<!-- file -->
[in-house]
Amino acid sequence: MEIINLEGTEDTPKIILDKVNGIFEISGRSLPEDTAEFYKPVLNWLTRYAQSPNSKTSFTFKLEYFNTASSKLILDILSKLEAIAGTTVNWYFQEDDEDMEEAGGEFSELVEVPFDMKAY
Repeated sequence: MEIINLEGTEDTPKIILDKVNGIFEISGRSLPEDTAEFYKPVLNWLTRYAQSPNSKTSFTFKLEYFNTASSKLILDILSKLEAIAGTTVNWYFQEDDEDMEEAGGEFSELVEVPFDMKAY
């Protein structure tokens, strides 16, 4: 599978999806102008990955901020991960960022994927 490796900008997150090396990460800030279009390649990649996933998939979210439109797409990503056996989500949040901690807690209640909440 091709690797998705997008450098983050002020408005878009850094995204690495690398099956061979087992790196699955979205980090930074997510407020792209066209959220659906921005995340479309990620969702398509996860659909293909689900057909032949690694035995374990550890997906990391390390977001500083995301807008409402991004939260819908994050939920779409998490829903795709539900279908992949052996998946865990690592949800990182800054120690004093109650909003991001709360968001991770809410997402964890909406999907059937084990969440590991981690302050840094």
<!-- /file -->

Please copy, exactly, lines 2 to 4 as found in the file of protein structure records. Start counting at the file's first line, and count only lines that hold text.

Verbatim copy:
Amino acid sequence: MEIINLEGTEDTPKIILDKVNGIFEISGRSLPEDTAEFYKPVLNWLTRYAQSPNSKTSFTFKLEYFNTASSKLILDILSKLEAIAGTTVNWYFQEDDEDMEEAGGEFSELVEVPFDMKAY
Repeated sequence: MEIINLEGTEDTPKIILDKVNGIFEISGRSLPEDTAEFYKPVLNWLTRYAQSPNSKTSFTFKLEYFNTASSKLILDILSKLEAIAGTTVNWYFQEDDEDMEEAGGEFSELVEVPFDMKAY
């Protein structure tokens, strides 16, 4: 599978999806102008990955901020991960960022994927 490796900008997150090396990460800030279009390649990649996933998939979210439109797409990503056996989500949040901690807690209640909440 091709690797998705997008450098983050002020408005878009850094995204690495690398099956061979087992790196699955979205980090930074997510407020792209066209959220659906921005995340479309990620969702398509996860659909293909689900057909032949690694035995374990550890997906990391390390977001500083995301807008409402991004939260819908994050939920779409998490829903795709539900279908992949052996998946865990690592949800990182800054120690004093109650909003991001709360968001991770809410997402964890909406999907059937084990969440590991981690302050840094």